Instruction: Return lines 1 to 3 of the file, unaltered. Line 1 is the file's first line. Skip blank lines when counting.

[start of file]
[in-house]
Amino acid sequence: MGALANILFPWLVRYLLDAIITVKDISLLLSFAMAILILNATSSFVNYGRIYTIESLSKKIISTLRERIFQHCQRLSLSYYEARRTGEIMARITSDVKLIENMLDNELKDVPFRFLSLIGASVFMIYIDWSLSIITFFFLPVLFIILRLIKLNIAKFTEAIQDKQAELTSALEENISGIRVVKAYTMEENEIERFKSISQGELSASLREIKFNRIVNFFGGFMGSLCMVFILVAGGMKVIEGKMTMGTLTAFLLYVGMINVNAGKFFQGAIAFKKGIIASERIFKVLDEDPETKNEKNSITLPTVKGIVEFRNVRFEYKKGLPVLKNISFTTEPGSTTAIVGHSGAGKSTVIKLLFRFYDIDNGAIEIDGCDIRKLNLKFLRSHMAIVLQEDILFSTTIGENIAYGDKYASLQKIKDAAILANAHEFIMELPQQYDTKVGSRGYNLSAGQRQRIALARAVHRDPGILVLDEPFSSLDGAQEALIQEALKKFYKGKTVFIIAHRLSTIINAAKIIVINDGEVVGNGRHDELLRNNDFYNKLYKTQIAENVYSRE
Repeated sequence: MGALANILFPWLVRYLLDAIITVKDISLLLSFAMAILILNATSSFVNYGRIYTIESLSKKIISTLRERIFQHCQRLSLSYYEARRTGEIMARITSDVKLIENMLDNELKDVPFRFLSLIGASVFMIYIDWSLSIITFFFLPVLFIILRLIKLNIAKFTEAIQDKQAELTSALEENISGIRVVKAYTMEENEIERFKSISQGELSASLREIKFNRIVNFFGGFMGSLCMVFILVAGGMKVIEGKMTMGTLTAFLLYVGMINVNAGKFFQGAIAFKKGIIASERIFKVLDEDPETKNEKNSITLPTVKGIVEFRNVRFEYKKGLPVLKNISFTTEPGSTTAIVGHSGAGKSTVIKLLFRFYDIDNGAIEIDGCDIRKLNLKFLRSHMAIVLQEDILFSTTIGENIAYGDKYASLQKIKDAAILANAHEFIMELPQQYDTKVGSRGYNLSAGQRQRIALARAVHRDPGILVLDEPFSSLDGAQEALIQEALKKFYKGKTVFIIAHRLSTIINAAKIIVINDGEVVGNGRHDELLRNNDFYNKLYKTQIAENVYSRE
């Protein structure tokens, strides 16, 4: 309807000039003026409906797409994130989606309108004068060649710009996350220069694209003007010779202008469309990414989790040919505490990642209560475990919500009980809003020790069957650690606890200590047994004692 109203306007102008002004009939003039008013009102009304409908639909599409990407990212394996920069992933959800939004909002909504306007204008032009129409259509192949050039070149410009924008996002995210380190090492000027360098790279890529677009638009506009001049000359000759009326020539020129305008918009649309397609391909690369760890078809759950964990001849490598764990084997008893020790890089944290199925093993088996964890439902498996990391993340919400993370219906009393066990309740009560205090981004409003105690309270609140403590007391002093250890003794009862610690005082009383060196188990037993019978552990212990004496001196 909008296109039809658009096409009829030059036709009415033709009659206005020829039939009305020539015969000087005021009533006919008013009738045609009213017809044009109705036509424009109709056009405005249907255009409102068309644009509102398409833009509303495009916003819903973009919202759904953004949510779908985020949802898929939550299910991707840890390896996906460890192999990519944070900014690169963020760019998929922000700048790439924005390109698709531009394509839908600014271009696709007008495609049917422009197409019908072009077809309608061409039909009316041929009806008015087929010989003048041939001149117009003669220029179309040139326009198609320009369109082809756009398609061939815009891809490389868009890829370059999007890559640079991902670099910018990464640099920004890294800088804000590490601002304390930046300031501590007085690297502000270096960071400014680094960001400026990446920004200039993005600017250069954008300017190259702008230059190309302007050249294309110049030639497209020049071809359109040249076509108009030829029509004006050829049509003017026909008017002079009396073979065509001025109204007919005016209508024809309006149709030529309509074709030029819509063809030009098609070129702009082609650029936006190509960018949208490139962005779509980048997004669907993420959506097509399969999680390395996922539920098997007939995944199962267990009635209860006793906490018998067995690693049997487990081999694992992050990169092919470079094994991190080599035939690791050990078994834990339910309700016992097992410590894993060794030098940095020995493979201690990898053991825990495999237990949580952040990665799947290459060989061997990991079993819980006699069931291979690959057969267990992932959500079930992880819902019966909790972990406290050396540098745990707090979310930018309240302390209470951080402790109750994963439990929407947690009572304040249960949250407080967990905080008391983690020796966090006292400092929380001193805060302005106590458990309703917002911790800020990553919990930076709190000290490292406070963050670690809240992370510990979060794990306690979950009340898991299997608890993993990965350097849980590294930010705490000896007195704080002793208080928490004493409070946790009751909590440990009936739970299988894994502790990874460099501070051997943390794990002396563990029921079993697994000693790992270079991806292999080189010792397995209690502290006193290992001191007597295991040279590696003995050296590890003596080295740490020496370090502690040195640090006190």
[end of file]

[in-house]
Amino acid sequence: MGALANILFPWLVRYLLDAIITVKDISLLLSFAMAILILNATSSFVNYGRIYTIESLSKKIISTLRERIFQHCQRLSLSYYEARRTGEIMARITSDVKLIENMLDNELKDVPFRFLSLIGASVFMIYIDWSLSIITFFFLPVLFIILRLIKLNIAKFTEAIQDKQAELTSALEENISGIRVVKAYTMEENEIERFKSISQGELSASLREIKFNRIVNFFGGFMGSLCMVFILVAGGMKVIEGKMTMGTLTAFLLYVGMINVNAGKFFQGAIAFKKGIIASERIFKVLDEDPETKNEKNSITLPTVKGIVEFRNVRFEYKKGLPVLKNISFTTEPGSTTAIVGHSGAGKSTVIKLLFRFYDIDNGAIEIDGCDIRKLNLKFLRSHMAIVLQEDILFSTTIGENIAYGDKYASLQKIKDAAILANAHEFIMELPQQYDTKVGSRGYNLSAGQRQRIALARAVHRDPGILVLDEPFSSLDGAQEALIQEALKKFYKGKTVFIIAHRLSTIINAAKIIVINDGEVVGNGRHDELLRNNDFYNKLYKTQIAENVYSRE
Repeated sequence: MGALANILFPWLVRYLLDAIITVKDISLLLSFAMAILILNATSSFVNYGRIYTIESLSKKIISTLRERIFQHCQRLSLSYYEARRTGEIMARITSDVKLIENMLDNELKDVPFRFLSLIGASVFMIYIDWSLSIITFFFLPVLFIILRLIKLNIAKFTEAIQDKQAELTSALEENISGIRVVKAYTMEENEIERFKSISQGELSASLREIKFNRIVNFFGGFMGSLCMVFILVAGGMKVIEGKMTMGTLTAFLLYVGMINVNAGKFFQGAIAFKKGIIASERIFKVLDEDPETKNEKNSITLPTVKGIVEFRNVRFEYKKGLPVLKNISFTTEPGSTTAIVGHSGAGKSTVIKLLFRFYDIDNGAIEIDGCDIRKLNLKFLRSHMAIVLQEDILFSTTIGENIAYGDKYASLQKIKDAAILANAHEFIMELPQQYDTKVGSRGYNLSAGQRQRIALARAVHRDPGILVLDEPFSSLDGAQEALIQEALKKFYKGKTVFIIAHRLSTIINAAKIIVINDGEVVGNGRHDELLRNNDFYNKLYKTQIAENVYSRE